Cataract Master Aims to Make Cataract Surgery Safer

computer-based simulation tool the Cataract Master

The Cataract Master was co-developed by Harvard Medical School’s Bonnie An Henderson (left), assistant clinical professor of ophthalmology, and John I. Loewenstein, ophthalmology residency training program director and an associate professor of ophthalmology, in addition to several colleagues. Courtesy of Mass. Eye and Ear

Co-developed by Harvard Medical School researchers and colleagues, a new computer-based simulation tool, the Cataract Master, aims to minimize clinical risk while providing residents and practicing ophthalmologists with the most authentic cataract surgical experience possible outside of the operating room.

Phacoemulsification cataract surgery is one of the most frequently performed eye surgeries in the United States, with 1.5 million procedures undertaken each year. It is also one of the most complex procedures to learn. A new, highly innovative, computer-based simulation tool, the Massachusetts Eye and Ear Infirmary (Mass. Eye and Ear) Cataract Master, bridges the learning gap that residents and ophthalmologists new to phaco must navigate prior to performing actual surgery.

Nearly a decade in the making, the Cataract Master was co-developed by Harvard Medical School’s (HMS) Bonnie An Henderson, assistant clinical professor of ophthalmology; John I. Loewenstein, ophthalmology residency training program director and an associate professor of ophthalmology; Adam Neaman; and several colleagues. Massachusetts Eye and Ear is a Harvard affiliate.

Ophthalmology residents typically train in wet labs and on phacoemulsification simulators that supplement motor skills training before moving on to live patients. The leap from lab to patient is challenging for surgeons-in-training, even with the most careful oversight by attending physicians.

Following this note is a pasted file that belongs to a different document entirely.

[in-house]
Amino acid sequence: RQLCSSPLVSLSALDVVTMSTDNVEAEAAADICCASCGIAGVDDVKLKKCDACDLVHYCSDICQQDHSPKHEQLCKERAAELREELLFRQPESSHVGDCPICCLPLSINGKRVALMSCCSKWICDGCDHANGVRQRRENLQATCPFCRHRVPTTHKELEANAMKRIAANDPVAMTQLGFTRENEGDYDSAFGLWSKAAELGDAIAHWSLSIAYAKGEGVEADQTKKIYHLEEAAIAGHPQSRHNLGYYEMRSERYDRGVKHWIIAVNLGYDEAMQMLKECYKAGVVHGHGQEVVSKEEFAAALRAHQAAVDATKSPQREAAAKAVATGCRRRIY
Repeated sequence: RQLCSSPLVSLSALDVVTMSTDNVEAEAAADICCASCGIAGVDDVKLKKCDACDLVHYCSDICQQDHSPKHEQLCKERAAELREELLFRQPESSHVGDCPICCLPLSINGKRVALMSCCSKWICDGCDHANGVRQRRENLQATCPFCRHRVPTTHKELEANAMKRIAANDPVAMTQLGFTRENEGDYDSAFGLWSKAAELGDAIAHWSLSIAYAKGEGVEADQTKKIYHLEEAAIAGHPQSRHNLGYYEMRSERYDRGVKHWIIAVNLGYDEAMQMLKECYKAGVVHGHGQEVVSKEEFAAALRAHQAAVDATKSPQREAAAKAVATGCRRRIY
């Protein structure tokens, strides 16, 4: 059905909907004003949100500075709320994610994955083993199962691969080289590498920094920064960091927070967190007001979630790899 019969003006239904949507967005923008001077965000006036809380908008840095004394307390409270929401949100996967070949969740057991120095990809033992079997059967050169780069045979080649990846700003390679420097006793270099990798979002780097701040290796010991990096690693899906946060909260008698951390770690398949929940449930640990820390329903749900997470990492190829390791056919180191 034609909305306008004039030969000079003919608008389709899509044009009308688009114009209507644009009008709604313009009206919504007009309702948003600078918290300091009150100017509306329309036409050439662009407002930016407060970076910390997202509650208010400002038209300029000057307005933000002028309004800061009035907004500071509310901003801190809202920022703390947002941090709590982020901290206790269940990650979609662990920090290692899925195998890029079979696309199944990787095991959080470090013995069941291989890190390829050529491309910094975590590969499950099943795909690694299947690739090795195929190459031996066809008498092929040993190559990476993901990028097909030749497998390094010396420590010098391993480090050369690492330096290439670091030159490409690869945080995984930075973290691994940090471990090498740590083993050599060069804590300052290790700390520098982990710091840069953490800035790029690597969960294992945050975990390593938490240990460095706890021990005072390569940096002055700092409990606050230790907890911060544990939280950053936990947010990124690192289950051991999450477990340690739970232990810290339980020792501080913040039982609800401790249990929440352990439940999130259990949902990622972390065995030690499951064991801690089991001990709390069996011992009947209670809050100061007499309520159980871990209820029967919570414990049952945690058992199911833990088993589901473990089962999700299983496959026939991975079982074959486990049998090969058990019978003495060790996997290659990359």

“The Cataract Master aims to minimize clinical risk while providing residents and practicing ophthalmologists with the most authentic cataract surgical experience possible outside the OR,” Loewenstein said. “The goal is to boost skills and confidence, to better prepare residents for the surgical experience, and to raise the quality of patient care everywhere.”

Computer-based simulation technology has been used in medical training since the early 2000s, but these tools often did not take into account the hundreds of decision-making requirements that arise during surgery. The Cataract Master is different in that it offers a self-guided, self-correcting curriculum that requires trainees to make decisions based on realistic surgical situations. The simulator, which can be accessed from any personal computer, contains true-to-life animations along with videos of actual surgeries — complete with expert discussions of each phase of the procedure. The interactive program includes frequent pop-up questions relating to the various surgical steps, with user answers then animated on-screen. If the user makes a serious error, videos provide immediate feedback explaining how the problem occurred, what to do to fix it, and how to avoid making the same mistake again.

“This essentially allows new phaco surgeons to learn from their mistakes and to master lifelike surgery without risking injury to a patient,” said Henderson. “This type of immersion learning is simply not possible any other way, and [it] provides an excellent transition to the operating room.”

The Cataract Master, which is owned by Mass. Eye and Ear, is licensed to the not-for-profit American Society of Cataract and Refractive Surgery.

Funding for the development of this teaching tool was provided by the Massachusetts Lions Eye Research Fund, Norman Knight, the U.S. Army, and the Harvard Medical School Department of Ophthalmology.

Source: Massachusetts Eye and Ear Communications; Harvard Gazette

Image: Courtesy of Mass. Eye and Ear

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